Mention has already been made in
the columns of The Beaver of the fact that among three of the representatives
of this county to the early Upper Canada Legislatures were Timothy Thompson
and Wm. and Benjamin Fairfield. As they were all prominent and influential
residents of this county in their day, it may be well to give some facts in
regard to their histories, such as are now within the writer's reach. The men
who well did their part for laying the foundation of the future prosperity
and success of our county should be deemed well worthy of remembrance.
Not much is now heard or
known of Timothy Thompson, although he was a man of no mean importance in
this county at the commencement of the last century. That may be largely
owing to the fact that he left no children, and his name was, therefore, not
perpetuated in that way. He was among the U. E. L. pioneers of "Third
Town," or Fredericksburgh township, and settled on the Bay shore front
about Sandhurst, on the excellent farm later owned by the late Solomon
Wright, and now by his son Edward Wright. He was a man of considerable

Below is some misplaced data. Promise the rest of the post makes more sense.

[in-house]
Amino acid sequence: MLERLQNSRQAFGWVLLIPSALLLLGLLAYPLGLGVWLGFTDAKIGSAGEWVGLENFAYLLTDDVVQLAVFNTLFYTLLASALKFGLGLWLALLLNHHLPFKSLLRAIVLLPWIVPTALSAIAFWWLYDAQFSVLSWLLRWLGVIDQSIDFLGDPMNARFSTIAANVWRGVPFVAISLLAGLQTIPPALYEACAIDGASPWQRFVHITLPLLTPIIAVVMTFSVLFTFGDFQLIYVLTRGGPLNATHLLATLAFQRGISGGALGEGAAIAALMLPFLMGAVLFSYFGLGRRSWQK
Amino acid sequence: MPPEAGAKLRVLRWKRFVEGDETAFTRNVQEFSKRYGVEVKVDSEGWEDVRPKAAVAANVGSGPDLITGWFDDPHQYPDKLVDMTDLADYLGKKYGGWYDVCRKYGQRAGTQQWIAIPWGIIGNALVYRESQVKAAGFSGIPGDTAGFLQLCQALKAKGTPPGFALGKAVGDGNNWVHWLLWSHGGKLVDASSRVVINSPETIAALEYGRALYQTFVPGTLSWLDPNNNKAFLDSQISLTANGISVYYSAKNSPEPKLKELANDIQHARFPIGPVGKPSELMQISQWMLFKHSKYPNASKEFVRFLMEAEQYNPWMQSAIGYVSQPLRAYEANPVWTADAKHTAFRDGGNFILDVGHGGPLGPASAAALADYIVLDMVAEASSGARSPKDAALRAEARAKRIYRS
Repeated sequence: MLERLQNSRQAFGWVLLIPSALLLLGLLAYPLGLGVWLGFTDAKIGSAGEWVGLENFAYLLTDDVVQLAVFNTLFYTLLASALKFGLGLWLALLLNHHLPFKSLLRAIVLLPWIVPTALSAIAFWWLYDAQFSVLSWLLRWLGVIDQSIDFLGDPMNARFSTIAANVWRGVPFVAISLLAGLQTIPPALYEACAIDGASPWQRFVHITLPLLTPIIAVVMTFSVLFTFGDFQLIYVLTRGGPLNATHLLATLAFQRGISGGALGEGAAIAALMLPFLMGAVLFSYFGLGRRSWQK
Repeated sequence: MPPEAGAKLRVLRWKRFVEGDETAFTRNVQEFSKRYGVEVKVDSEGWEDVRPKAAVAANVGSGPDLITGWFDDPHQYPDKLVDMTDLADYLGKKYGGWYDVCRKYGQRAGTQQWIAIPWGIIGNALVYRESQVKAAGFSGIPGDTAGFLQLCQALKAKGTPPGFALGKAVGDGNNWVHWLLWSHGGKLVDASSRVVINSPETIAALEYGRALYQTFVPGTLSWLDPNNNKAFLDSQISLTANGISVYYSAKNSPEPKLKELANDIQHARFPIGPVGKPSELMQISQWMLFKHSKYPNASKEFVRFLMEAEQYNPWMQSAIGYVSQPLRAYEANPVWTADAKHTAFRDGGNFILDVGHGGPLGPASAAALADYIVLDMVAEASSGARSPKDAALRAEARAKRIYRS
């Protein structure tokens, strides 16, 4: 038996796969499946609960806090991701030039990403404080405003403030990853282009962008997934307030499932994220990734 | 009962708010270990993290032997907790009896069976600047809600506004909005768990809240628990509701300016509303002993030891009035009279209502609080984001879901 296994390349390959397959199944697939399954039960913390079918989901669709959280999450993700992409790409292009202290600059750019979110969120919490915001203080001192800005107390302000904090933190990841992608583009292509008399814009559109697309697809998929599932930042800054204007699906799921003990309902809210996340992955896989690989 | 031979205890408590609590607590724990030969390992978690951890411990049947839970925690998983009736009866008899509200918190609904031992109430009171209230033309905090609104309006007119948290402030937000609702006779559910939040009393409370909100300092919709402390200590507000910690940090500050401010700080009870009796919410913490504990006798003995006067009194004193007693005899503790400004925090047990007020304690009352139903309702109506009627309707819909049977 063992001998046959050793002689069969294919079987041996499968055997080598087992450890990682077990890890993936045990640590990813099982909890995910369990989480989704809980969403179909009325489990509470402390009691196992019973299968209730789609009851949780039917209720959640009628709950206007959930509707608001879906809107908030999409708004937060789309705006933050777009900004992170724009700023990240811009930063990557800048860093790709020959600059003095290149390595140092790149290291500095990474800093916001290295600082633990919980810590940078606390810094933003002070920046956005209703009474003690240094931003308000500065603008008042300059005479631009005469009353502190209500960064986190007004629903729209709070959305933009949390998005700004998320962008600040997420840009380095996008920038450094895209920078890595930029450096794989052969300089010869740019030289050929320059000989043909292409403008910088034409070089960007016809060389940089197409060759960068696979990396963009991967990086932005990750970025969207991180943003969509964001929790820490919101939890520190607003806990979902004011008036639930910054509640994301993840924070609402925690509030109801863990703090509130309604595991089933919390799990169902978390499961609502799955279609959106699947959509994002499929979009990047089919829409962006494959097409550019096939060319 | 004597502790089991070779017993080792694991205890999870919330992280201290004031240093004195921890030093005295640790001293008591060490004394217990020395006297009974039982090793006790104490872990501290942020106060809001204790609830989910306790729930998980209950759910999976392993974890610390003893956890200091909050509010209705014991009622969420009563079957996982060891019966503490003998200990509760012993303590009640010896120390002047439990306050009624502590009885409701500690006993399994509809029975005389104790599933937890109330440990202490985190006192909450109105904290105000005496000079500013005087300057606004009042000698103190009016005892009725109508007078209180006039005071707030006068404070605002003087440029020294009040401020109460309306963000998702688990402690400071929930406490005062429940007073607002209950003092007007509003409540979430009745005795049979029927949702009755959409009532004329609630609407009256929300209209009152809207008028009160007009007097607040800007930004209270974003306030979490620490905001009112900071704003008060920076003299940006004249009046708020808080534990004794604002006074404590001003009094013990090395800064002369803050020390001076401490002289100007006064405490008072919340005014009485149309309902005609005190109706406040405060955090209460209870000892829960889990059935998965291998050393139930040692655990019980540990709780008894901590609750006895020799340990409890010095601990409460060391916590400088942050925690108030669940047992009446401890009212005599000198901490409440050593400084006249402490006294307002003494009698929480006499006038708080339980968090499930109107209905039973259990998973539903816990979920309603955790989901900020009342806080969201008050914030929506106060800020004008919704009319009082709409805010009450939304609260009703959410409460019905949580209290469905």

military importance in the British ranks during the war of the American
Revolution, and was an ensign in the King's Royal Regiment of New York. Mr.
David Clute, near Sillsville, South Fredericksburgh, has now in his
possession an old box of drawers of his, on which is painted the name of
It is probable he came in
with the other officers and members of that celebrated regiment, who so
largely made up the early settlers of Fredericksburgh. His name appears on
the "old U. E. List" of that day, now preserved in the Government
Crown Lands Department at Toronto. He was on the regular British Government
Provision List in 1786, though he had no family at that time. In the Rev.
John Langhorn's early record of St. John's church, Bath, occurs the record of